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Nanomechanical Cantilever Array Sensors

  • Hans Peter Lang
  • Martin Hegner
  • Christoph Gerber
Part of the Springer Handbooks book series (SHB)

Abstract

Microfabricated cantilever sensors have attracted much interest in recent years as devices for the fast and reliable detection of small concentrations of molecules in air and solution. In addition to application of such sensors for gas and chemical-vapor sensing, for example as an artificial nose, they have also been employed to measure physical properties of tiny amounts of materials in miniaturized versions of conventional standard techniques such as calorimetry, thermogravimetry, weighing, photothermal spectroscopy, as well as for monitoring chemical reactions such as catalysis on small surfaces. In the past few years, the cantilever-sensor concept has been extended to biochemical applications and as an analytical device for measurements of biomaterials. Because of the label-free detection principle of cantilever sensors, their small size and scalability, this kind of device is advantageous for diagnostic applications and disease monitoring, as well as for genomics or proteomics purposes. The use of microcantilever arrays enables detection of several analytes simultaneously and solves the inherent problem of thermal drift often present when using single microcantilever sensors, as some of the cantilevers can be used as sensor cantilevers for detection, and other cantilevers serve as passivated reference cantilevers that do not exhibit affinity to the molecules to be detected.

Keywords

Bovine Serum Albumine Cantilever Deflection Pentaerythritol Tetranitrate Cantilever Sensor Cantilever Array 
These keywords were added by machine and not by the authors. This process is experimental and the keywords may be updated as the learning algorithm improves.

Abbreviations

AC

alternating-current

AC

amorphous carbon

AFM

atomic force microscope

AFM

atomic force microscopy

BSA

bovine serum albumin

CIC

cantilever in cantilever

CMOS

complementary metal–oxide–semiconductor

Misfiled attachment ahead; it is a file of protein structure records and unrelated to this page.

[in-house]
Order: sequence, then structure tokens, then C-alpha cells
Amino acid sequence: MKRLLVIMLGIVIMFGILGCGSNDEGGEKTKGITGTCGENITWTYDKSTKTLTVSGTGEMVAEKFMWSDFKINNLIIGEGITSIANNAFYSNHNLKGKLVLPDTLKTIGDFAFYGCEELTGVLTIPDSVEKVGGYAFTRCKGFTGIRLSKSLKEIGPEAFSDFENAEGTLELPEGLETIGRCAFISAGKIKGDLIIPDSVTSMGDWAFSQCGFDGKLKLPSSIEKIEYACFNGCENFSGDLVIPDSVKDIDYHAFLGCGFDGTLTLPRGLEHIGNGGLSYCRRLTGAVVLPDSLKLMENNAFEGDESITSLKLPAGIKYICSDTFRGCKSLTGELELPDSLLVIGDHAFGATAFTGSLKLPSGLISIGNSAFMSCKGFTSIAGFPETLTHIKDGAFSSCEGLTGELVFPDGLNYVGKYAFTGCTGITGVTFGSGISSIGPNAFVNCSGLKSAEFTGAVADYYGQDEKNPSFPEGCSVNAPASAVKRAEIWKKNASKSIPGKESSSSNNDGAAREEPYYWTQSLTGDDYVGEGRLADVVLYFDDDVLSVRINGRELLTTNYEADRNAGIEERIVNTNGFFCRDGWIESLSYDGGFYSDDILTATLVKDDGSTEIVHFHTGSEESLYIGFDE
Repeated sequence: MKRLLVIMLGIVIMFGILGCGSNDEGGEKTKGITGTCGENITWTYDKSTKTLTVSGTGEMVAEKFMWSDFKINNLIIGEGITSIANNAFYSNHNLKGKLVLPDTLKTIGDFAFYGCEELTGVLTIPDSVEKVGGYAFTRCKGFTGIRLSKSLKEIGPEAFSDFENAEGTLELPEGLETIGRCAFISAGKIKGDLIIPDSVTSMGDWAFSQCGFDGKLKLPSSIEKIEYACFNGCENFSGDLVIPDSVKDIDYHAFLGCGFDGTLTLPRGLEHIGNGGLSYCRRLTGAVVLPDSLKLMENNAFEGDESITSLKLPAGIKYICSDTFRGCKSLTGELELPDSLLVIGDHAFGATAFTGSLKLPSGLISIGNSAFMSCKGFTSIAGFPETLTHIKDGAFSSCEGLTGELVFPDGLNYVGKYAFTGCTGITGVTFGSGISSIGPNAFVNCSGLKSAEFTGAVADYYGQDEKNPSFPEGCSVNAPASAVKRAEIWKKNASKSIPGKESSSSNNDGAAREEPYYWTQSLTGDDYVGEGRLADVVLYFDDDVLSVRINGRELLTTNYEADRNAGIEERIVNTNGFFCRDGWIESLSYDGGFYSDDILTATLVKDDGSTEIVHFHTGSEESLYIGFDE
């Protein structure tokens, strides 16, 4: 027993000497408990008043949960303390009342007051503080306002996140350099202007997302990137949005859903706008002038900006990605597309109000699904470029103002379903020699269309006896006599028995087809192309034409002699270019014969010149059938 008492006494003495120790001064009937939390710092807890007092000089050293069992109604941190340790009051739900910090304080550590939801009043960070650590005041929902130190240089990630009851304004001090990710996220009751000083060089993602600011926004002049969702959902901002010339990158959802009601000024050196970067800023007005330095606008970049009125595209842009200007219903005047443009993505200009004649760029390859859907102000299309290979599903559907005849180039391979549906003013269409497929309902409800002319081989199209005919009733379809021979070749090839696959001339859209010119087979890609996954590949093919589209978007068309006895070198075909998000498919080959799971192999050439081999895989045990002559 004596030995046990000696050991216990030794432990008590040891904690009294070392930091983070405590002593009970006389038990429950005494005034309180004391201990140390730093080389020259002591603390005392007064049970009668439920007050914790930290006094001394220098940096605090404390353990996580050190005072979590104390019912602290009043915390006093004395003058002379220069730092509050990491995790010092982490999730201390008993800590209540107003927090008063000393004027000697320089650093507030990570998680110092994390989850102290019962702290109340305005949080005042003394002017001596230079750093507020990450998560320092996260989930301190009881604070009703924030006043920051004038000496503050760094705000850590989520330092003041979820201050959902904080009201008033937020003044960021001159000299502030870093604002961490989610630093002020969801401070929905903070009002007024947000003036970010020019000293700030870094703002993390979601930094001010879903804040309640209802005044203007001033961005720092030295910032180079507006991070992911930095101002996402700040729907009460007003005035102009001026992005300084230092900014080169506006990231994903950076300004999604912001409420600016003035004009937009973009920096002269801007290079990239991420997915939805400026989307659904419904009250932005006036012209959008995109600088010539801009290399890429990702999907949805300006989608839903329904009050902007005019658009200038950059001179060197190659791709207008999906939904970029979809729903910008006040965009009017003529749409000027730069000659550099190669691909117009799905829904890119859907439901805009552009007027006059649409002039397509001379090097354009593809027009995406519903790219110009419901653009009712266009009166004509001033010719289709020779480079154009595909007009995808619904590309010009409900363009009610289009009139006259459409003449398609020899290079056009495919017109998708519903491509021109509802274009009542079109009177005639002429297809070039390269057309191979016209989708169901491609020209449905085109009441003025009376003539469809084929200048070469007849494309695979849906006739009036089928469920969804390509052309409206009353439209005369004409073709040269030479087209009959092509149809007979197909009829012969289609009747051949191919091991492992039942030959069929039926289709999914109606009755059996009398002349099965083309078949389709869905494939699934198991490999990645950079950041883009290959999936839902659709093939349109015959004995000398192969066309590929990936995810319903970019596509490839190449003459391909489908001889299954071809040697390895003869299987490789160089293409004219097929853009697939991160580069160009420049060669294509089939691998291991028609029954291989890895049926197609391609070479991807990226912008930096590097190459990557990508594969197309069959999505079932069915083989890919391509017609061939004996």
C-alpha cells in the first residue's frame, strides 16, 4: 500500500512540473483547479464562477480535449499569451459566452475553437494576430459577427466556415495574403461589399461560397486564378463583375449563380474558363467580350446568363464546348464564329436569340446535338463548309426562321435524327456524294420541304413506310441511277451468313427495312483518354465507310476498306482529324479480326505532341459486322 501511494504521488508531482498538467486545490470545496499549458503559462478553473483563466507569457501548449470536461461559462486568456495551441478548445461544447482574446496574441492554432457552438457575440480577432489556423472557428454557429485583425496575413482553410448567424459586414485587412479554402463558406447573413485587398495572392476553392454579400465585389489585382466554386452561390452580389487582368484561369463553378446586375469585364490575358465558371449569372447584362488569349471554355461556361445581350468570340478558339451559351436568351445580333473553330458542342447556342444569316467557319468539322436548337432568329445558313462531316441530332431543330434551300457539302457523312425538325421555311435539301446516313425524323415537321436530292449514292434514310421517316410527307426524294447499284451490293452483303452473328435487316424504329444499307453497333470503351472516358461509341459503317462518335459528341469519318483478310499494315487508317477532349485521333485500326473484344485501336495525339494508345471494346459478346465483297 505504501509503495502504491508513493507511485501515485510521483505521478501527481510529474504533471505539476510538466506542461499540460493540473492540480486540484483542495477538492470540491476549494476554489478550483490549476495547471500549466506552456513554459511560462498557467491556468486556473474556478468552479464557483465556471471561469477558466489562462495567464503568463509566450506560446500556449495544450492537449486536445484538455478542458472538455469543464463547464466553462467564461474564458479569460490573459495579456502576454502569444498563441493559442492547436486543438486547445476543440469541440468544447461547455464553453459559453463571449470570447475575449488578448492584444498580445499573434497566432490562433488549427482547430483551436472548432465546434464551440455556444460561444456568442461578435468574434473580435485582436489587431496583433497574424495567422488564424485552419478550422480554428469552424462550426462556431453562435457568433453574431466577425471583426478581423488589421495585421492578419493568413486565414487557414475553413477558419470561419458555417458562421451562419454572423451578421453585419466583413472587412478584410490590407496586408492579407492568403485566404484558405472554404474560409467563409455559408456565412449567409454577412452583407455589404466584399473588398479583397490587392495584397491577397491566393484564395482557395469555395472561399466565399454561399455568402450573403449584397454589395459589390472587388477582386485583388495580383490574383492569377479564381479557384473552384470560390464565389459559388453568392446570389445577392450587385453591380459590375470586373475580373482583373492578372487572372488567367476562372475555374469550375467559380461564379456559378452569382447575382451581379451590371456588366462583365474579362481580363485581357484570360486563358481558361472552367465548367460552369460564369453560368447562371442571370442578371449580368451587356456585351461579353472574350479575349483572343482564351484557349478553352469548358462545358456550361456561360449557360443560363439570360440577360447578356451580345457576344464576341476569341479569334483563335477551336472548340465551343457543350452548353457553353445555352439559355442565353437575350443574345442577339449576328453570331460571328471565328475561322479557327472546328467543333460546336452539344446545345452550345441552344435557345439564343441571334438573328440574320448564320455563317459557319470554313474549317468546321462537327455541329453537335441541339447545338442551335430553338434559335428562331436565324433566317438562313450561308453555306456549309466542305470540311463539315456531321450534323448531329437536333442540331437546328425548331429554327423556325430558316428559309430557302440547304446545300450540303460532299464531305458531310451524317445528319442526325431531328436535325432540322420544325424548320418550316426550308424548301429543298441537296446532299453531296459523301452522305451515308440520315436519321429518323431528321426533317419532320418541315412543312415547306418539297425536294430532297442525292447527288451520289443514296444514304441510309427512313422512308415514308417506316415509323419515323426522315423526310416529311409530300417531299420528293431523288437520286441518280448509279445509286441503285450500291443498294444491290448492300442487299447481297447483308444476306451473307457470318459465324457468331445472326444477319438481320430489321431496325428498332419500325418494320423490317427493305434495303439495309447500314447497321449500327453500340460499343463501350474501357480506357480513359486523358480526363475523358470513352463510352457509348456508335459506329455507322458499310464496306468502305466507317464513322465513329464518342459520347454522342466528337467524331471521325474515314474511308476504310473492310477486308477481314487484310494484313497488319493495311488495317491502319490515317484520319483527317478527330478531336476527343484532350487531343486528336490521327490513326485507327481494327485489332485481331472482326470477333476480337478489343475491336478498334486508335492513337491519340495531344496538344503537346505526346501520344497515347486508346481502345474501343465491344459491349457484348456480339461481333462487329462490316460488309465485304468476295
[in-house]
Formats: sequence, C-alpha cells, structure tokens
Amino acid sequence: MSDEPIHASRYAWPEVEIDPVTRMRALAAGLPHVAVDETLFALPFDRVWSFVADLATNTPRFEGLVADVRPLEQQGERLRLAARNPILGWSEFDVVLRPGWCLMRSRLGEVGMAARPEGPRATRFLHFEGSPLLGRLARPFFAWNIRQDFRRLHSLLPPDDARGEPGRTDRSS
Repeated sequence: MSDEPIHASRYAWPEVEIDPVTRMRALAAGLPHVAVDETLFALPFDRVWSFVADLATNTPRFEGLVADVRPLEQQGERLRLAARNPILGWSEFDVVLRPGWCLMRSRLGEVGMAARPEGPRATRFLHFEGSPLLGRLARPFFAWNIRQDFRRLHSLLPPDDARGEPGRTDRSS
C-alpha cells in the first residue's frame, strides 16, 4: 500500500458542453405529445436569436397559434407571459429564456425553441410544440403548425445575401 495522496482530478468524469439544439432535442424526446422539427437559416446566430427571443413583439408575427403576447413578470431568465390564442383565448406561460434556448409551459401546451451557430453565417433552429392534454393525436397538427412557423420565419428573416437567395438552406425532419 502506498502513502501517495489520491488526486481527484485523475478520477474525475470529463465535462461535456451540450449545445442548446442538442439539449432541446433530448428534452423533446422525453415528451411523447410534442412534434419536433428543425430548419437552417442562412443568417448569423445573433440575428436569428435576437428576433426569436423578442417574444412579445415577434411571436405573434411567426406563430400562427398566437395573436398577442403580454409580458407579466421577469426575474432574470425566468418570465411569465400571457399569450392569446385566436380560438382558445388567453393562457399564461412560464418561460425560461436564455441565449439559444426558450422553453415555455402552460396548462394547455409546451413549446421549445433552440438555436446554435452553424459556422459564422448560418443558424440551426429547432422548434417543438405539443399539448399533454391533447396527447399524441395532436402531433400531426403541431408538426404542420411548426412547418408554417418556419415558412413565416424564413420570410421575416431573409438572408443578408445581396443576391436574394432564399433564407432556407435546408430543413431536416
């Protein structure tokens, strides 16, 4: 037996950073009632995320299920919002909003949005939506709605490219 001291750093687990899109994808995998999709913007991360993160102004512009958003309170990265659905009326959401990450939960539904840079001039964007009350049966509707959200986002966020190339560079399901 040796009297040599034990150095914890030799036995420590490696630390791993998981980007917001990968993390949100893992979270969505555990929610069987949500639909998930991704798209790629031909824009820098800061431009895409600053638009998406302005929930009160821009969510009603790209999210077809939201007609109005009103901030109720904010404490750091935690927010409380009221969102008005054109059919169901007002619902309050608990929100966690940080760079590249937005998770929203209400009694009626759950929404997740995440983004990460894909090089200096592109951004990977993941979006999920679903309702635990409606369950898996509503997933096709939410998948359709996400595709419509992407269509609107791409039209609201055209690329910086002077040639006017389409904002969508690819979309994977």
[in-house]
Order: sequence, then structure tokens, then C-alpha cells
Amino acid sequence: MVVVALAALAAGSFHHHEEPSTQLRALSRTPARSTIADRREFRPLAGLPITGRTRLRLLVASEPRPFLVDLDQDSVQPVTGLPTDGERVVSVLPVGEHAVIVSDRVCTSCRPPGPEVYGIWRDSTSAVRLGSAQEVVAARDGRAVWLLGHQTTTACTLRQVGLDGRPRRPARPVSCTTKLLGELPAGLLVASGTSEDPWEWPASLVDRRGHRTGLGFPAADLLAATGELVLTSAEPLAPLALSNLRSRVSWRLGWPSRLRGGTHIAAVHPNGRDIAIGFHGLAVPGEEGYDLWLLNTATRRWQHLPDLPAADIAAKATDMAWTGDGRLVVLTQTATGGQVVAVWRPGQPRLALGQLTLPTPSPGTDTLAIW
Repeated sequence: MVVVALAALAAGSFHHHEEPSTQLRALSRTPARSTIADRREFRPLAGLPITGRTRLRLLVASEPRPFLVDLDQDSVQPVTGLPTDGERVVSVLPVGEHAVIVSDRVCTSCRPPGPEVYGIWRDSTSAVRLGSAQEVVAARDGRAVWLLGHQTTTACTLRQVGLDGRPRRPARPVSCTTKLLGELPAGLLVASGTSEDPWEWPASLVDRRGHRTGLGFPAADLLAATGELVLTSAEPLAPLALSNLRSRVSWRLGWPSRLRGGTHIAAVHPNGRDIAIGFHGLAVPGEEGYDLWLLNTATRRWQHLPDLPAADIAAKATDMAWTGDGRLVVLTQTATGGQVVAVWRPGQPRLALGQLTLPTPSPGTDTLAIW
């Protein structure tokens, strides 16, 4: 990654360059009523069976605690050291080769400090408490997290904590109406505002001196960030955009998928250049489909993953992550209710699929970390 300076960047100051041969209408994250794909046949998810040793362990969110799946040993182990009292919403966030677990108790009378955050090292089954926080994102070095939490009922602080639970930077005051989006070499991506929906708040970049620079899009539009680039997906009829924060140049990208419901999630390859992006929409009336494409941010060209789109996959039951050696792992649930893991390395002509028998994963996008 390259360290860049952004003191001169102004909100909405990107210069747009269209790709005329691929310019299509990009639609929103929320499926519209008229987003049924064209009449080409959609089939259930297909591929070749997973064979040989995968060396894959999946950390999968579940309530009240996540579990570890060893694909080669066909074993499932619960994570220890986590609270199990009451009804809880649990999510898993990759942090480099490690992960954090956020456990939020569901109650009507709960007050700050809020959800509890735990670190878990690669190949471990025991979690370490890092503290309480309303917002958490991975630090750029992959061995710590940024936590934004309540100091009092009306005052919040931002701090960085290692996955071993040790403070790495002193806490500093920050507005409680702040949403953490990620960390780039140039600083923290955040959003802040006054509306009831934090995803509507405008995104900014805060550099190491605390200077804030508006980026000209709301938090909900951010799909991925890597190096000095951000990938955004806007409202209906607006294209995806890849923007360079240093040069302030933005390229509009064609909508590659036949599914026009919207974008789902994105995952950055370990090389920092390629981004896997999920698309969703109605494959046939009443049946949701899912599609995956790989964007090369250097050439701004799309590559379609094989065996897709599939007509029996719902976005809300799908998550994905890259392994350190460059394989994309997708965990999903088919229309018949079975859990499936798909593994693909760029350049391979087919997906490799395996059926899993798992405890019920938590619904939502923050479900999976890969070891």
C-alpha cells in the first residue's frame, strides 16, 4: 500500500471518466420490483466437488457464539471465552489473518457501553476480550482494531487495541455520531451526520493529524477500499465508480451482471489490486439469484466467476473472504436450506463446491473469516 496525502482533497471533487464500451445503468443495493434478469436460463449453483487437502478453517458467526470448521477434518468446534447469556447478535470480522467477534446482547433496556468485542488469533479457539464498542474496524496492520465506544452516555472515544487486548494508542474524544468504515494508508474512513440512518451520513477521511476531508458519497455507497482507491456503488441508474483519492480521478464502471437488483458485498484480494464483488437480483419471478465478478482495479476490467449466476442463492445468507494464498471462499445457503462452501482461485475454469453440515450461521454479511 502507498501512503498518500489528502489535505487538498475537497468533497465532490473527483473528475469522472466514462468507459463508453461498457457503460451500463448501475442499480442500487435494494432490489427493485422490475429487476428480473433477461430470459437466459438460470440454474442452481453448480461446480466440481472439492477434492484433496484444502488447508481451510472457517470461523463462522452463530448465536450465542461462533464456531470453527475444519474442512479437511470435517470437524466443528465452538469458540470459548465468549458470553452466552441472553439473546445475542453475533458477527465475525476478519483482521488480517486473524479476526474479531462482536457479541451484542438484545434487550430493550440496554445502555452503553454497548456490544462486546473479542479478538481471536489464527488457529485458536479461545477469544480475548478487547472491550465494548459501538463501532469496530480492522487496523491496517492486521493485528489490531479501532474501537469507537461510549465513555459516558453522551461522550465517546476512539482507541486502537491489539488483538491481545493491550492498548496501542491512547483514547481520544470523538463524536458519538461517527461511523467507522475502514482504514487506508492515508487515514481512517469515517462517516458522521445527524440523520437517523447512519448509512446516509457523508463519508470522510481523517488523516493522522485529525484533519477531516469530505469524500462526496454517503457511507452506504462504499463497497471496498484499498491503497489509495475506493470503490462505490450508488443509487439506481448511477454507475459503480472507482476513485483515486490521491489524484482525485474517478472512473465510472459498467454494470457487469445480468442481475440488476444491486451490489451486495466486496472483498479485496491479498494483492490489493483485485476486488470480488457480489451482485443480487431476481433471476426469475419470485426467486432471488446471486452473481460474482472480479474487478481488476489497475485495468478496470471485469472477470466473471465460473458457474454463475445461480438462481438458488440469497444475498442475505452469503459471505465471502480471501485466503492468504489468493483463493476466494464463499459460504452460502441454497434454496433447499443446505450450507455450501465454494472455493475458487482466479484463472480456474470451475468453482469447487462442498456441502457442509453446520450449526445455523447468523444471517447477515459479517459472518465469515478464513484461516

CRP

C-reactive protein

DDT

dichlorodiphenyltrichloroethane

DIMP

diisopropylmethylphosphonate

DMMP

dimethylmethylphosphonate

DNA

deoxyribonucleic acid

DNT

2,4-dinitrotoluene

DOPC

1,2-dioleoyl-sn-glycero-3-phosphocholine

FIP

feline coronavirus

HDT

hexadecanethiol

HF

hydrofluoric

HSA

human serum albumin

ICA

independent component analysis

IR

infrared

LDL

low-density lipoprotein

MC

microcantilever

MC

microcapillary

MRP

molecular recognition phase

PC

polycarbonate

PDMS

polydimethylsiloxane

PEEK

polyetheretherketone

PEG

polyethylene glycol

PEI

polyethyleneimine

PETN

pentaerythritol tetranitrate

PKA

protein kinase

PKI

protein kinase inhibitor

PMAA

poly(methacrylic acid)

PSA

prostate-specific antigen

PSD

position-sensitive detector

PSD

position-sensitive diode

PSD

power-spectral density

PZT

lead zirconate titanate

SAM

scanning acoustic microscopy

SAM

self-assembled monolayer

SARS-CoV

syndrome associated coronavirus

SFM

scanning force microscope

SFM

scanning force microscopy

SOI

silicon-on-insulator

TNT

trinitrotoluene

VCSEL

vertical-cavity surface-emitting laser

VOC

volatile organic compound

a-BSA

anti-bovine serum albumin

oxLDL

oxidized low-density lipoprotein

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Copyright information

© Springer-Verlag 2010

Authors and Affiliations

  1. 1.Institute of Physics, National Competence Center for Research in Nanoscale Science (NCCR) BaselUniversity of BaselBaselSwitzerland
  2. 2.School of PhysicsCRANN – The Naughton Institute Trinity College, University of DublinDublinIreland
  3. 3.Institute of Physics National Competence Center for Research in Nanoscale Science (NCCR) BaselUniversity of BaselBaselSwitzerland

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